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“Brandless Content” – Brandless is now open

Brand-droppers need not read, for the rest of us, carry-on.

by Alexander Quebec

A San Francisco & Minneapolis based start-up aims to change the way we shop for groceries by doing away with brands starting today (7/11/2017, which also happens to coincide with Amazon Prime Day too)

Offering high quality, everyday products at $3 each, Brandless pulls this off by cutting out the name brand middleman to save you money on your daily necessities.

But how do they offer products at such a low cost? According to their website, they are able to do so by cutting out what’s referred to as “BrandTax™..the hidden costs you pay for a national brand”.

A selection of oatmeals from Brandless

“We’ve been trained to believe these costs increase quality, but they rarely do. We estimate the average person pays at least 40% more for products of comparable quality as ours. And sometimes up to 370% more for beauty products like face cream. We’re here to eliminate BrandTax™ once and for all.” According to their website.

The Brandless way of lower prices

By offering a lineup of high quality, private label products, this helps keep the price down, which the savings are then passed on to their customers. This strategy is similar to ones implemented by merchants such as Trader Joe’s. Brandless, however, takes it one step further by offering everything at $3 each.

I took the time to comparison shop on some of the products here. While the grocery items were hit or miss, the beauty and personal care items are actually pretty close to what you’d find at mass merchandisers. Take organic cotton balls for example (Let’s assume that you need them, but not that badly since you’re buying them online) at Target, organic cotton balls came in at $4.79 for 200, Whole Foods (via Instacart) has them under their 365 Brand for $3.49 for 100,  while Wal-Mart didn’t have them available at their stores. Brandless, however, has them available in packs of 100 for, you guess it, $3 (all prices are as of this article)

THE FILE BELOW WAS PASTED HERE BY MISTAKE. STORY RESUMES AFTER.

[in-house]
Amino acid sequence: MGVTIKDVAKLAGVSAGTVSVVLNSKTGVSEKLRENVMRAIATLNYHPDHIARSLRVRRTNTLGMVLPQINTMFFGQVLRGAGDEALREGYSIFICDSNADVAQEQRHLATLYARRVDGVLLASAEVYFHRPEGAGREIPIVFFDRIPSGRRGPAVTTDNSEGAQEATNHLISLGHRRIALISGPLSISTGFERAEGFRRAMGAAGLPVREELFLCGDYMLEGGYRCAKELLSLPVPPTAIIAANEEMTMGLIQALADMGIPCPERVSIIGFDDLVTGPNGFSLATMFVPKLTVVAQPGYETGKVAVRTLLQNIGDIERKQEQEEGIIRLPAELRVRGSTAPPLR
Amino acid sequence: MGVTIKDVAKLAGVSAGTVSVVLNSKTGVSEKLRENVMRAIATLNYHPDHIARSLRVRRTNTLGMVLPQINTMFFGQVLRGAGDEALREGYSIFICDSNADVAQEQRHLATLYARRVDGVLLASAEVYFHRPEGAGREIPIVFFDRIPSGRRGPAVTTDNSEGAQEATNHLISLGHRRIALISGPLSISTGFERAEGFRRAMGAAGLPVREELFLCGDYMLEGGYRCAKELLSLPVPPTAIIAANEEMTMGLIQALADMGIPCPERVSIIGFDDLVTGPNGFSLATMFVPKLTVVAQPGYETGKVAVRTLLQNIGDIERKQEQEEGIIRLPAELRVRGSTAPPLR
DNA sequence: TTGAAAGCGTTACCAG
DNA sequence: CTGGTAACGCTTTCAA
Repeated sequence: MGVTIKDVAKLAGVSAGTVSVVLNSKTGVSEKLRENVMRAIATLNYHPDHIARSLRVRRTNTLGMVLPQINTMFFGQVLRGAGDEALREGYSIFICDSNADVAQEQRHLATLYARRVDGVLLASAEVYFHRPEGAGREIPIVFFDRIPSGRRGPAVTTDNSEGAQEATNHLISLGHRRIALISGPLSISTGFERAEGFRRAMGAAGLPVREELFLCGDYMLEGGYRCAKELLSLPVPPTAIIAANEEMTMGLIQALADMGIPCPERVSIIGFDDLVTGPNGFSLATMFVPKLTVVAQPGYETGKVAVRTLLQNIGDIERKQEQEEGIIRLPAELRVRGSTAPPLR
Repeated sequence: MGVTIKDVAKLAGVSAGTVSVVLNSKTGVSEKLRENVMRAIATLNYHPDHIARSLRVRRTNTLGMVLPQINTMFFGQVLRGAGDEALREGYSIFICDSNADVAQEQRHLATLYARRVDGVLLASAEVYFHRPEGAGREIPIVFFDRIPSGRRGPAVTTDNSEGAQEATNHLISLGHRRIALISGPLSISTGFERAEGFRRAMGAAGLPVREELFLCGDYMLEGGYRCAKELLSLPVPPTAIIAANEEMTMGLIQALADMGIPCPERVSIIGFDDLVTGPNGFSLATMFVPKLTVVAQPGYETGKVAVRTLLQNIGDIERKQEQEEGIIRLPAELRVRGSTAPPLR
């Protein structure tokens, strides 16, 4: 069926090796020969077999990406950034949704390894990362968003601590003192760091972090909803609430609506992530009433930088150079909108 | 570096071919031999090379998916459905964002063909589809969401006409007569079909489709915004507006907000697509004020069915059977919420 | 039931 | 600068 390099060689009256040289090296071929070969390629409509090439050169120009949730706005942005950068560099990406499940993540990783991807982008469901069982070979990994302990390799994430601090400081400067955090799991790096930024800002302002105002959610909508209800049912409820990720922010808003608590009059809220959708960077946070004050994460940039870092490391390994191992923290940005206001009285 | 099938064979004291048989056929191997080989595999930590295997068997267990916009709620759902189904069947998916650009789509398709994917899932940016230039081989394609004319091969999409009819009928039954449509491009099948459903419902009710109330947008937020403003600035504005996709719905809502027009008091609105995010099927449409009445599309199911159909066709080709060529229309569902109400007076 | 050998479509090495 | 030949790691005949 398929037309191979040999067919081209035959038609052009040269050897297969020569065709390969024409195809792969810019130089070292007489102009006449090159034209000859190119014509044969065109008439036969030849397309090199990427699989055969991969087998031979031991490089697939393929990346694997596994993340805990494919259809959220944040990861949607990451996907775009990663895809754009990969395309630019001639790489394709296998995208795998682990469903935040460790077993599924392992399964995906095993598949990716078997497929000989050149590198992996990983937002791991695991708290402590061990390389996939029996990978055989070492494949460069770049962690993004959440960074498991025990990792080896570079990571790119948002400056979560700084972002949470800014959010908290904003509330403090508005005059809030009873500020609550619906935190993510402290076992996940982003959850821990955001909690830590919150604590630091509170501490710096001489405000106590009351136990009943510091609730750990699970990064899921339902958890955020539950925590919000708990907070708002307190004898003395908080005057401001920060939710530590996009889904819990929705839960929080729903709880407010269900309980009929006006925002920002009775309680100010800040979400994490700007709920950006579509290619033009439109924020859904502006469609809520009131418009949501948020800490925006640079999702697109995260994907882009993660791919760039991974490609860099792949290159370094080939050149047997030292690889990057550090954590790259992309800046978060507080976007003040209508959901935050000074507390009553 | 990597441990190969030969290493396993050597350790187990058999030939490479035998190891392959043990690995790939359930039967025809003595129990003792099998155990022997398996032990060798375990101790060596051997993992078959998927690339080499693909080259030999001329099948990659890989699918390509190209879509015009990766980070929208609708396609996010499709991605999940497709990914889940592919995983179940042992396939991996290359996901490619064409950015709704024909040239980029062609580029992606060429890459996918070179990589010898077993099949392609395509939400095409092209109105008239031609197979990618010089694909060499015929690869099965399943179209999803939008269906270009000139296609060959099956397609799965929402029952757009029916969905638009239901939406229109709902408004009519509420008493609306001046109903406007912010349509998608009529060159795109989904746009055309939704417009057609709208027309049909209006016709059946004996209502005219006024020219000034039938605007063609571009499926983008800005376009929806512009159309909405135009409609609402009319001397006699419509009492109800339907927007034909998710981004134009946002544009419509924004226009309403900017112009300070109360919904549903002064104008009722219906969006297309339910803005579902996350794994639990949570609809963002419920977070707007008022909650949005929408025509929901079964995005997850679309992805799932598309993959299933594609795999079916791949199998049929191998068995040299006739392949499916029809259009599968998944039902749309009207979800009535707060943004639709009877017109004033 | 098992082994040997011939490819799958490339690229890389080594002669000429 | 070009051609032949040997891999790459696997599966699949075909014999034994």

My verdict? it really does depend on the quality of the product you’re looking for. If you prefer to take the organic and minimal synthetics option for your household products, and you’re not a fan of grocery shopping in a brick and mortar location (like most of us), Brandless could be your new best friend.

In addition, many of their products follow rigorous product guidelines for health, safety, and environmental standards. The company has also partnered with Feeding America to make a small donation for every purchase made through their website.

 

 

 

 

 

Curious? check out their website here

Time will tell if Brandless will be able to break America’s addiction to brand names a thing of the past, but for now, the future for them seems anything but generic.

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